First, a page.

- Associated Press - Thursday, March 6, 2014

CEDAR FALLS, Iowa (AP) - The state would help low-income families pay for child burials under a bill proposed by a Cedar Falls lawmaker who says the funds lift an unnecessary burden.

Democratic Rep. Bob Kressig’s bill would give qualifying individuals up to $2,000 for funeral expenses after the death of a child, the Waterloo-Cedar Falls Courier reported (https://bit.ly/1gV13rA ). The measure has been assigned to an appropriations subcommittee and has more than 20 co-sponsors.

Kressig said the legislation was inspired by Sing Me to Heaven, a nonprofit group in northeast Iowa that raises money to help pay for such funerals. Group organizers estimate the cost of a funeral can range from $2,000 to $10,000 or more.

“There’s a need out there. Any funeral director, any person who knows anything about funerals will be able to tell you the need is absolutely out there,” said Jennifer Mehlert, one of the group’s founders. “It’s not cheap to bury anybody, let alone a child.”

Mehlert helped form Sing Me to Heaven in 2011 after her daughter, Natalie, died in 2010. Members of the group are using social media to encourage people to contact their local representatives so the bill can move forward.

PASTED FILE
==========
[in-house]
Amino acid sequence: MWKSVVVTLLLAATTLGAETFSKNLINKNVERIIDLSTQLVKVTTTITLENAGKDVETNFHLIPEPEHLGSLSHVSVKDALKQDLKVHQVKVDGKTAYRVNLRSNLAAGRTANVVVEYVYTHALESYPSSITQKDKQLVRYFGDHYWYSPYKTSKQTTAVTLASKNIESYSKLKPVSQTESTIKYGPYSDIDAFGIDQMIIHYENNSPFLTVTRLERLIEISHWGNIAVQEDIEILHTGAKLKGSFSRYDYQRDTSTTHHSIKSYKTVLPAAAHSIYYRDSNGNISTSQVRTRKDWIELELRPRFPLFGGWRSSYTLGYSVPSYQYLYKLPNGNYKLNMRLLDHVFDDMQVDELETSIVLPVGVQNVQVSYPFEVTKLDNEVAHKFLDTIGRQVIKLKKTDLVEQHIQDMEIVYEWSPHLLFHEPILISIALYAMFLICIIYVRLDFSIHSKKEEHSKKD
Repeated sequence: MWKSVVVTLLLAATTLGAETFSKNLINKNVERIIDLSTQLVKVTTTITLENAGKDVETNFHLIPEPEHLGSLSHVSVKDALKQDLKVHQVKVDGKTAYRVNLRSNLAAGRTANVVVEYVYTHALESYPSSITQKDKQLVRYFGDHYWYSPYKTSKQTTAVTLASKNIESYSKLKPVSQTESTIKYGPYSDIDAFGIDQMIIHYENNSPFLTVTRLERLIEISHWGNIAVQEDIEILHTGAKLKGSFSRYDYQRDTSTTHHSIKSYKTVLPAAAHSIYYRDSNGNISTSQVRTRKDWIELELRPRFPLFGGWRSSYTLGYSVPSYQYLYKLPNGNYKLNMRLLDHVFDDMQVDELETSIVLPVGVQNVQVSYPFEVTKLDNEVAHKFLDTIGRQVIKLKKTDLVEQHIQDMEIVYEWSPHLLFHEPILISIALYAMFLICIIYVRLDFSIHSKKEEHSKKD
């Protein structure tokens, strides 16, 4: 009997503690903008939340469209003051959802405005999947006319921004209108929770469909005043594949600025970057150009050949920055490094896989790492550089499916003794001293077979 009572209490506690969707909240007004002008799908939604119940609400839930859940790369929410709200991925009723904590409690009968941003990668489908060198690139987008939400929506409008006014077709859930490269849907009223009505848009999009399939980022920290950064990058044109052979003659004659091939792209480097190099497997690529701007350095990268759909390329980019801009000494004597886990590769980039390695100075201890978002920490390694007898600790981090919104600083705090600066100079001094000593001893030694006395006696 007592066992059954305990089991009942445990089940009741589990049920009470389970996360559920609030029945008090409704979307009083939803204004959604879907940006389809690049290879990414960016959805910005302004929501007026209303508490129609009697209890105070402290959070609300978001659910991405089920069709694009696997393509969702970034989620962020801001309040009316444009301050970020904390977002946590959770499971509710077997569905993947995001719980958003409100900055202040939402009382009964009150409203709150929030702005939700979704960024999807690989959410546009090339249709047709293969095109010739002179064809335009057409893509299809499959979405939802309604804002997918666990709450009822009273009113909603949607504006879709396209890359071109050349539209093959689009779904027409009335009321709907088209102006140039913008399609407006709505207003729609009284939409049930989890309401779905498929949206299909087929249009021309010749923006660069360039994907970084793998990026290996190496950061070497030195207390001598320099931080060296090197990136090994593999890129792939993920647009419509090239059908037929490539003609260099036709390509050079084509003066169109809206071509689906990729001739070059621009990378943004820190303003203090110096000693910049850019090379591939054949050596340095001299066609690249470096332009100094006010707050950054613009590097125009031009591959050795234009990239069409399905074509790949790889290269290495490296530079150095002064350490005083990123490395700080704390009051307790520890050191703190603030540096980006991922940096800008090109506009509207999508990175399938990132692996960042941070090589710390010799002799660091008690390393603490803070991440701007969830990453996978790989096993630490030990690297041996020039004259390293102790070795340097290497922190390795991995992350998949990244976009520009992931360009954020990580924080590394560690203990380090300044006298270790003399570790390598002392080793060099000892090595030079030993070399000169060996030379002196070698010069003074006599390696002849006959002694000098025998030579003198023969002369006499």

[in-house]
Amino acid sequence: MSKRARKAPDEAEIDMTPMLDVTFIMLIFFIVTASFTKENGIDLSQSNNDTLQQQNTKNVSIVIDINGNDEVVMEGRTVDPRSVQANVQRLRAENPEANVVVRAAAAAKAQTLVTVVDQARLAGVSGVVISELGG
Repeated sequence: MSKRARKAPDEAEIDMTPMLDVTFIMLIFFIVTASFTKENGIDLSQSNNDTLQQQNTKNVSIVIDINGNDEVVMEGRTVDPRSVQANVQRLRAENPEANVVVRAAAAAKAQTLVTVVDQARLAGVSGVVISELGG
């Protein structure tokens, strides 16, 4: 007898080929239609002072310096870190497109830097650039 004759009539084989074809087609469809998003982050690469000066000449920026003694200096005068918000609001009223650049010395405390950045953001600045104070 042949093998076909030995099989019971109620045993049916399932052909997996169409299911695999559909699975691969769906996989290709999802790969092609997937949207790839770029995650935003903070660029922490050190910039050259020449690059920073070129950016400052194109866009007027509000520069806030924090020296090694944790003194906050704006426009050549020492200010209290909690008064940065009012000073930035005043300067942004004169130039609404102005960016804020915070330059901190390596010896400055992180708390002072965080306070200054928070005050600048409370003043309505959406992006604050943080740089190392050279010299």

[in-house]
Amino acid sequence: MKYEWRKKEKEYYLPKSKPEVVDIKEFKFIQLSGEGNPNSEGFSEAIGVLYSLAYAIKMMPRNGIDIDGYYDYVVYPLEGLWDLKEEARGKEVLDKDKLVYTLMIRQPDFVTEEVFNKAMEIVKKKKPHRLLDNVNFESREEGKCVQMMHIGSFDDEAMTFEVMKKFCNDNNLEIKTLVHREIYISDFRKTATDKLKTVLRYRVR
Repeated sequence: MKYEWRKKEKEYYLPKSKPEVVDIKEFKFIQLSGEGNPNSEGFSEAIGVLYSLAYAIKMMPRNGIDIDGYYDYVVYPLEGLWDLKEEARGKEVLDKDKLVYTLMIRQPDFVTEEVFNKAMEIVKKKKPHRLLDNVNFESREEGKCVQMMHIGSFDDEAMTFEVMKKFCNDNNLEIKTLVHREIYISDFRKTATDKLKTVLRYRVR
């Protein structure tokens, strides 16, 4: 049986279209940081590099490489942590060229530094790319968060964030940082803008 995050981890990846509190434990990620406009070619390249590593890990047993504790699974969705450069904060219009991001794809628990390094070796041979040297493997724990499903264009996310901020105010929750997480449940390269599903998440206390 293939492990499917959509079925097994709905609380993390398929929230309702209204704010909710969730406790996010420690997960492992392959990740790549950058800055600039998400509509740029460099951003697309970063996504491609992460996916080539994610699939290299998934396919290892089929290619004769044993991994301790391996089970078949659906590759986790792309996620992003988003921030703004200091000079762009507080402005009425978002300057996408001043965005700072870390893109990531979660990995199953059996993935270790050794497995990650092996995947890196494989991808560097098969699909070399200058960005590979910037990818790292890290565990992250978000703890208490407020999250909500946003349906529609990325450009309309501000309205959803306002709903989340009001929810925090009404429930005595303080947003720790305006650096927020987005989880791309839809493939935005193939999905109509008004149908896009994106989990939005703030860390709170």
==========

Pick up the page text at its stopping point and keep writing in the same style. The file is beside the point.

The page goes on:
The bill would provide $100,000 to be administered through the state Department of Public Health. The amount is not expected to be used up within a year, and the funds would not necessarily be recurring.

Still, Mehlert hopes ultimately that lawmakers will make sure there’s adequate funding. She said her group’s funds are limited and can often be depleted if multiple families experience loss at the same time.

Kressig said he’s working on getting bipartisan support for the bill.

“I think overall it’s something we could do. It’s just we’re going to have to try to convince legislators,” he said. “If you don’t know about it, it isn’t a problem, but we’ll see what we can do.”


Information from: Waterloo-Cedar Falls Courier, https://www.wcfcourier.com

Sign up for Daily Newsletters

Copyright © 2019 The Washington Times, LLC.

The Washington Times Comment Policy

The Washington Times welcomes your comments on Spot.im, our third-party provider. Please read our Comment Policy before commenting.


Click to Read More and View Comments

Click to Hide